In the midst of busy Christmas preparations, this reflection is going to be a bit shorter than it usually is.
Christmas is a wonderful time! It is a time for friendship, for family, and for tradition. The holiday brings a lot of people to Church whom we don’t usually see, and that is a blessing. Presents, music, and good food are all found at a Christmas party. Many of us get a break from our usual work routines between Christmas and the New Year. Old friends and family arrive back in town, and we are able to get reacquainted. All of these things may happen during this time of the year, and they are very good. But they are not the heart of Christmas joy.
When we reflect on Christmas, we are drawn to the manger. We see in the manger a baby boy. This baby boy, the Son of Mary, is also the Divine Word of God. Have you stopped to think about how significant this truth is? One day, people were able to look at the face of an infant, and look into the eyes of God. We all know how helpless infants are. They are so dependent upon their parents for everything. They cannot survive in this world without the love of family. God willingly put Himself in that position, a position of total dependence upon Mary and Joseph. This is the same God whose mind contained the earth and the heavens, and every person who ever has or will walk upon this earth. How humble, how trusting, is our God!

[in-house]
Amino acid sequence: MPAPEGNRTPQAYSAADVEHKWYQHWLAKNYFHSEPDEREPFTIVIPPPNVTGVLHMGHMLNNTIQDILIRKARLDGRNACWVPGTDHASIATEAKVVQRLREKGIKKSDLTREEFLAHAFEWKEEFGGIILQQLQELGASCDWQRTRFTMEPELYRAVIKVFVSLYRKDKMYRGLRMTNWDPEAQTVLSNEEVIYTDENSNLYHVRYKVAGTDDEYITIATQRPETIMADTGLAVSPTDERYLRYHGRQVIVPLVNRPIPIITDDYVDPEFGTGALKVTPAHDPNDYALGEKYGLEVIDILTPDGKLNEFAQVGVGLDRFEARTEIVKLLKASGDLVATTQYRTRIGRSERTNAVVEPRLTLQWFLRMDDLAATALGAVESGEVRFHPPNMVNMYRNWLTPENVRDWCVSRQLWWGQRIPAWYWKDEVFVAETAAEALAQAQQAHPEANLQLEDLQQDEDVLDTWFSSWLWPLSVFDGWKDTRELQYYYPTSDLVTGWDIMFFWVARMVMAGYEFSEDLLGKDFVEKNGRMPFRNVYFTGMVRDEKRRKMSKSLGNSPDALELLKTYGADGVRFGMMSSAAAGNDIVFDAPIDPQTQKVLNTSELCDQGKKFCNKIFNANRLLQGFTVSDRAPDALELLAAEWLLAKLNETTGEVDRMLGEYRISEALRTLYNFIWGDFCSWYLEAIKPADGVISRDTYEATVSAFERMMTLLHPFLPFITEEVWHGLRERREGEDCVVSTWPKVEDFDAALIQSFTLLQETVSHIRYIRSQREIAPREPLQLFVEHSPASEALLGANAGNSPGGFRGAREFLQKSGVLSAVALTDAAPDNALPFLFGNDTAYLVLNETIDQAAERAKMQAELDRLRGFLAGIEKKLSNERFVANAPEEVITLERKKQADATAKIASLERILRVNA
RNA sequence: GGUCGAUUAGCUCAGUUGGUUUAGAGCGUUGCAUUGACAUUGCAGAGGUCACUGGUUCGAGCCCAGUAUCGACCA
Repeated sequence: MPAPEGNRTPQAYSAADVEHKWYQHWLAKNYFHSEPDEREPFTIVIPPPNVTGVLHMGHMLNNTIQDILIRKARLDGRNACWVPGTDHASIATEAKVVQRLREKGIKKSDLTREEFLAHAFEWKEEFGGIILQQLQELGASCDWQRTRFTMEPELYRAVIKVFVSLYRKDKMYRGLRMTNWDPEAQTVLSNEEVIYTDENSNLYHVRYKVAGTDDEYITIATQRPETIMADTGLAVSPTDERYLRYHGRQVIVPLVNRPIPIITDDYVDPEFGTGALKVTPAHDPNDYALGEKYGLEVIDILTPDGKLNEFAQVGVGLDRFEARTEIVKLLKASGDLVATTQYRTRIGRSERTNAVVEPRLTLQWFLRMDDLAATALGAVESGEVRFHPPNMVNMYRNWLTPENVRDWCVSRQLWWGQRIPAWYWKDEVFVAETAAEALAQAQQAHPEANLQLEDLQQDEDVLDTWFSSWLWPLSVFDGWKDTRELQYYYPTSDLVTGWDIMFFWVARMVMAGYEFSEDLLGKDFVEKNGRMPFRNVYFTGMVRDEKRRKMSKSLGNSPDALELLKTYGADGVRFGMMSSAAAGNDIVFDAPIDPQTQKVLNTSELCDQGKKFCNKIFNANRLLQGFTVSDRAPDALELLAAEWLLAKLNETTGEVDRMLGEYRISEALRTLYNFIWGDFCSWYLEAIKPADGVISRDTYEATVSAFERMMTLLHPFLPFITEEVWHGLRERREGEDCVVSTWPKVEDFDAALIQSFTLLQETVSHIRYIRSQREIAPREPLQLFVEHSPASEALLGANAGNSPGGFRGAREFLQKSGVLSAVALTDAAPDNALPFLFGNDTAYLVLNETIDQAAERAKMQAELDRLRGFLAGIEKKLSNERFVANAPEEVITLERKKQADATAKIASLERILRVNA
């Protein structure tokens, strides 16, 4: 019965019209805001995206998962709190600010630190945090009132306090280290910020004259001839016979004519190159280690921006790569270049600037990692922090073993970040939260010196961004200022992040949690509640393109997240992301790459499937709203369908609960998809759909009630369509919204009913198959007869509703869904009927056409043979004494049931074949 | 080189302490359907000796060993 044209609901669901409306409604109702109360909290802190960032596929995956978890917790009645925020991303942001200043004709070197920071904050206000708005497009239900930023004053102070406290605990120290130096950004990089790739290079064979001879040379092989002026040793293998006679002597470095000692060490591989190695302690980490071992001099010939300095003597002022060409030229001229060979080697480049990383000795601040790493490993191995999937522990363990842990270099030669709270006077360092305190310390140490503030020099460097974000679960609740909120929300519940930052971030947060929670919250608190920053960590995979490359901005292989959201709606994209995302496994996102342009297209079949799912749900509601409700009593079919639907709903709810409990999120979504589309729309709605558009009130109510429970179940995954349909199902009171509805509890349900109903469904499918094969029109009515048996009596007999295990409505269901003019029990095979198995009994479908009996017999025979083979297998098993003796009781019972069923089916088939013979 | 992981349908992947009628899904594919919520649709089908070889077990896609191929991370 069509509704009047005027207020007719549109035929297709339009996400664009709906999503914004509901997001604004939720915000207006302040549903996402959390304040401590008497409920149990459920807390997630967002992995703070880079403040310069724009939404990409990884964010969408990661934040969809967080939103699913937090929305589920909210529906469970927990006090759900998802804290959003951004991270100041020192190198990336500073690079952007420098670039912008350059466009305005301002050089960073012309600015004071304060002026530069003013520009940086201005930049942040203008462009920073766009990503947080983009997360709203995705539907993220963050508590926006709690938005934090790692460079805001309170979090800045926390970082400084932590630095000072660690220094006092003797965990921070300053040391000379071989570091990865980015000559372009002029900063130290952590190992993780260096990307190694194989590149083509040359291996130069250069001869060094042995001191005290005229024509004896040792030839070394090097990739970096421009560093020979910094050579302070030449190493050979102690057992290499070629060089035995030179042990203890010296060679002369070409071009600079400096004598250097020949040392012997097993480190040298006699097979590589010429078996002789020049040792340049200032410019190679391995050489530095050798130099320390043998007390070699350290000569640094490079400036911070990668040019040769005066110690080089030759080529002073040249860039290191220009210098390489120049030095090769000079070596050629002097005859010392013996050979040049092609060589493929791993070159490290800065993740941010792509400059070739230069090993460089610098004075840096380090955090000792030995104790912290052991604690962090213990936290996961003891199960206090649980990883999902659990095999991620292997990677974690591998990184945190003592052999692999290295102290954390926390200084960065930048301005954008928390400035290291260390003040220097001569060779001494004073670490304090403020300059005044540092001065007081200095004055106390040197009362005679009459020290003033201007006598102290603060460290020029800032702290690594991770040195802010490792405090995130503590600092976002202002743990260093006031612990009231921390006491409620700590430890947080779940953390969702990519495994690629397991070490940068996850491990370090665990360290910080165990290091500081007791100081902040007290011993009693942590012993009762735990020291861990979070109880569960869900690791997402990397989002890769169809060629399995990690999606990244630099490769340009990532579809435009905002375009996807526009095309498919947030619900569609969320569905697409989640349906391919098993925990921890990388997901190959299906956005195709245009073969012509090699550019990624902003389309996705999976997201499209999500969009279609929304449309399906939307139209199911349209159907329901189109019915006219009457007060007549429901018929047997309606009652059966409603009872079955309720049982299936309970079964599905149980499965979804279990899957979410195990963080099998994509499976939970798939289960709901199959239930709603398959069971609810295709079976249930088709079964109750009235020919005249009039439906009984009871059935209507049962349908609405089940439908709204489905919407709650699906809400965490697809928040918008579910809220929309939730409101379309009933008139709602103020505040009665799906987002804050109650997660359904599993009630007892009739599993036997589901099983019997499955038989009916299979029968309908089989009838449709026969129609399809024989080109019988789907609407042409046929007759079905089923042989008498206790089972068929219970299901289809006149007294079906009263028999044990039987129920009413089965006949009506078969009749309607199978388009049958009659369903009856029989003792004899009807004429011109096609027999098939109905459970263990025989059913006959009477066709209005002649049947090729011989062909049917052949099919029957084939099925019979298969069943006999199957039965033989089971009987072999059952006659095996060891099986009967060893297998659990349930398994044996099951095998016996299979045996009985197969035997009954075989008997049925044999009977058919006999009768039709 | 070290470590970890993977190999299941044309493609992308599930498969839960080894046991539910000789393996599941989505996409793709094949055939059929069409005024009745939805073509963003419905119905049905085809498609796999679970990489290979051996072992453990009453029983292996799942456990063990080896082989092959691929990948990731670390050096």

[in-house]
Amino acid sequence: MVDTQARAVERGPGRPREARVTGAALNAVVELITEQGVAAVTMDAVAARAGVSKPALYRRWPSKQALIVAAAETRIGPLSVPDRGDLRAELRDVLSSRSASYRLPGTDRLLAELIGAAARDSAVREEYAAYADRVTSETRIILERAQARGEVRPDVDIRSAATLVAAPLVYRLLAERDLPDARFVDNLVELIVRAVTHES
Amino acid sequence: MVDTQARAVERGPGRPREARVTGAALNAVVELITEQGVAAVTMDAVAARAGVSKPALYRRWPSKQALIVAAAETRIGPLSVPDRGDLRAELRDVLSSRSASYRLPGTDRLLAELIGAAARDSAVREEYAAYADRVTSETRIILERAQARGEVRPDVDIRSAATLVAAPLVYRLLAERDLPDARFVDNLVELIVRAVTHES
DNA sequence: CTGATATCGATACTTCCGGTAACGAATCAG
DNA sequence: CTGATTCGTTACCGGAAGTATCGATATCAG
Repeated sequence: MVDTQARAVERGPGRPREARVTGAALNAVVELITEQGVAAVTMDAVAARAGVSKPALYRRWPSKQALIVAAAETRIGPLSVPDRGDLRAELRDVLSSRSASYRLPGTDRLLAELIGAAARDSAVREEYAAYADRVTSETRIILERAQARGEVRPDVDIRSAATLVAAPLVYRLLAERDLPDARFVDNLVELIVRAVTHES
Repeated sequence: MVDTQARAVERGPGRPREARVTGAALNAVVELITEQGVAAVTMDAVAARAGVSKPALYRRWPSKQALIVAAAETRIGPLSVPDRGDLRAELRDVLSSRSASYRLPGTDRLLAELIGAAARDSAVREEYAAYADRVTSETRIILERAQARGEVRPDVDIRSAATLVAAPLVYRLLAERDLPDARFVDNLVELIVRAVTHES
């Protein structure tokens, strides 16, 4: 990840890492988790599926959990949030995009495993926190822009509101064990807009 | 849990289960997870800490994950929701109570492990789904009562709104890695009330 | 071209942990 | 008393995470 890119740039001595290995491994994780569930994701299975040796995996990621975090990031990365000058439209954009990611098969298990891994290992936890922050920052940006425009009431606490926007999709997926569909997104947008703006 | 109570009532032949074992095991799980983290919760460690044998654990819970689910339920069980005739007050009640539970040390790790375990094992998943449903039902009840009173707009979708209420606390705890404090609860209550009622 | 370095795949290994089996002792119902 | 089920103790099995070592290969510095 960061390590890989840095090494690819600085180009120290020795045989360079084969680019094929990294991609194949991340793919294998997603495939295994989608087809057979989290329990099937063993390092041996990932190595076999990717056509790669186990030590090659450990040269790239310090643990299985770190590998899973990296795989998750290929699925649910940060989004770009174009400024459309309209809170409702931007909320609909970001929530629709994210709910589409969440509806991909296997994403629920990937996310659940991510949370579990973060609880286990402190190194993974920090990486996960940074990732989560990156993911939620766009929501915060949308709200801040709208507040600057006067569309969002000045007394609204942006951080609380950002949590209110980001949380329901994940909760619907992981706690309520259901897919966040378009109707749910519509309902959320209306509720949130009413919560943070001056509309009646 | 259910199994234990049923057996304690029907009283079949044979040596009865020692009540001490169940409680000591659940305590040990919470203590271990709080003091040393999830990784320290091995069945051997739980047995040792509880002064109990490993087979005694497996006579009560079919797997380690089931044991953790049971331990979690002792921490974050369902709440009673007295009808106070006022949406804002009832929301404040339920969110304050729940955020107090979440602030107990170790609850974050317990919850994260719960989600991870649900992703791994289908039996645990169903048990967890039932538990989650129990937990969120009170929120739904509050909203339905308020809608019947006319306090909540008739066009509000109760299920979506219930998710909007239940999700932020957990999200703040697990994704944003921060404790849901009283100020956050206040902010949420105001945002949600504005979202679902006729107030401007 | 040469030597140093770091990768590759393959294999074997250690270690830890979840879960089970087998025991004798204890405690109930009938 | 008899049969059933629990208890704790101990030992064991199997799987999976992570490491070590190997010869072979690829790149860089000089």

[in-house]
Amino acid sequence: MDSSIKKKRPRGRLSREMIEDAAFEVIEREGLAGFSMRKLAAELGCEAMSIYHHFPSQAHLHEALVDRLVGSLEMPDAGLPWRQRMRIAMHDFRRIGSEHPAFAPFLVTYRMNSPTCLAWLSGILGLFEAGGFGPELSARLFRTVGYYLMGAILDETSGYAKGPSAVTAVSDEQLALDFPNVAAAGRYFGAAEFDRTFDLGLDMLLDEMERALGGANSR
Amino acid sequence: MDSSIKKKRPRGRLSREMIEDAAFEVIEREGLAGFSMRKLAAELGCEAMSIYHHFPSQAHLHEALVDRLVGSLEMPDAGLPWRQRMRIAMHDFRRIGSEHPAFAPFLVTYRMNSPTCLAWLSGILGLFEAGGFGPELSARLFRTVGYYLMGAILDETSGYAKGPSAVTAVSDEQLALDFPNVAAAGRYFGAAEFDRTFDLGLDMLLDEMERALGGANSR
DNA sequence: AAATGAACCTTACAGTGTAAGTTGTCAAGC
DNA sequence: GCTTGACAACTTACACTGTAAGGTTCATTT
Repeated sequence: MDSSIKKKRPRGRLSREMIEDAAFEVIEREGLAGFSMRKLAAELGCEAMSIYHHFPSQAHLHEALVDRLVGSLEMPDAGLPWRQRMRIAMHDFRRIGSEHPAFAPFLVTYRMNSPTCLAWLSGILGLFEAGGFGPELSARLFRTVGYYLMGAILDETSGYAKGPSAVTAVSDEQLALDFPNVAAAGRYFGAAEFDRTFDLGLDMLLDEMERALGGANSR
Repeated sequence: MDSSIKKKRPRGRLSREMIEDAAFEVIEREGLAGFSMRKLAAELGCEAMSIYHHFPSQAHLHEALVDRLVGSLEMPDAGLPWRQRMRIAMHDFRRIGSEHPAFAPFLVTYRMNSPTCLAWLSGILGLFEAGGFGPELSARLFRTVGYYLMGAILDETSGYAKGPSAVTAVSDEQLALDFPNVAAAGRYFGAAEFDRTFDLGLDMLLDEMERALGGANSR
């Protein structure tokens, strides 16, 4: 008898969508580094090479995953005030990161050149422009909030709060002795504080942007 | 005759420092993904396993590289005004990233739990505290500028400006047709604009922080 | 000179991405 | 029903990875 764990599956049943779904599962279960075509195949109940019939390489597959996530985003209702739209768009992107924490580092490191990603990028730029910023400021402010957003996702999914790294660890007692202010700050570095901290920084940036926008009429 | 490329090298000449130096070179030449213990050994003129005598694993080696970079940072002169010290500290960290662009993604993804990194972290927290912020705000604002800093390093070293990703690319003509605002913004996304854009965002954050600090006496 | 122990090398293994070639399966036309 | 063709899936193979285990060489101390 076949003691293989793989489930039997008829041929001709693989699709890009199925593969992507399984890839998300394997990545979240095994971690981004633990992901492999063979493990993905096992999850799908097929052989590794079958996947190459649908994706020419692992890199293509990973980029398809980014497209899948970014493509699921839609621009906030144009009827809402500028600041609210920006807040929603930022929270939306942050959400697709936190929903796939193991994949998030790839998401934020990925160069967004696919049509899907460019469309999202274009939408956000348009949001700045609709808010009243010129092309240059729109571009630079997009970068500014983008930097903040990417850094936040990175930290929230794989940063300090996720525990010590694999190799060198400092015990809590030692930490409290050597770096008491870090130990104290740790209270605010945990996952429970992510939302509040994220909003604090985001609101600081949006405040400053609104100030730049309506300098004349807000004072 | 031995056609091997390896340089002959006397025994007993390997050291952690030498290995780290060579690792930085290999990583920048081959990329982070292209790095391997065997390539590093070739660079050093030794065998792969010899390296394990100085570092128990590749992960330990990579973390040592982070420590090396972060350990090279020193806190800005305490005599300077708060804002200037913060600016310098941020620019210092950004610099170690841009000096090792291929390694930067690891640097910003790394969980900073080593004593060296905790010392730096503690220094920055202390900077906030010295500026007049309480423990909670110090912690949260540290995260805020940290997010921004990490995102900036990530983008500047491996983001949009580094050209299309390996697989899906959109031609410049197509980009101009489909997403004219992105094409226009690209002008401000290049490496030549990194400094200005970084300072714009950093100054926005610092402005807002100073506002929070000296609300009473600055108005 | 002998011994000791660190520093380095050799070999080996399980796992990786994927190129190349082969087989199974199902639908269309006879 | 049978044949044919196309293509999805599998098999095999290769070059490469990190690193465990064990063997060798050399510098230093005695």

There is no way that we can fully repay this great gift of love. God does not ask us to repay this gift. He only asks for the love of our hearts. This Christmas, my question for you is, “Do you love God with all your heart?” Maybe this question could be asked in a different way, “do you intend to love God with all your heart?” We all fall short of that full love, because we are sinners. But do you want to love God with your all, your everything? Our world has pushed God out. How can we push our Creator and Redeemer out?
It might be too much to ask the world to give all its love to the newborn Savior – this is something it will never choose to do. But might it be appropriate to ask you, the reader, a single individual, to give God your all? I think that we can try.
A final thought – in giving God your love, your all, remember to make this a concrete action in your life. It cannot merely be a hidden spiritual devotion. Make it real in your relationships with our brothers and sisters.
Merry Christmas, and Happy New Year! The blog will return with a new post on January 5.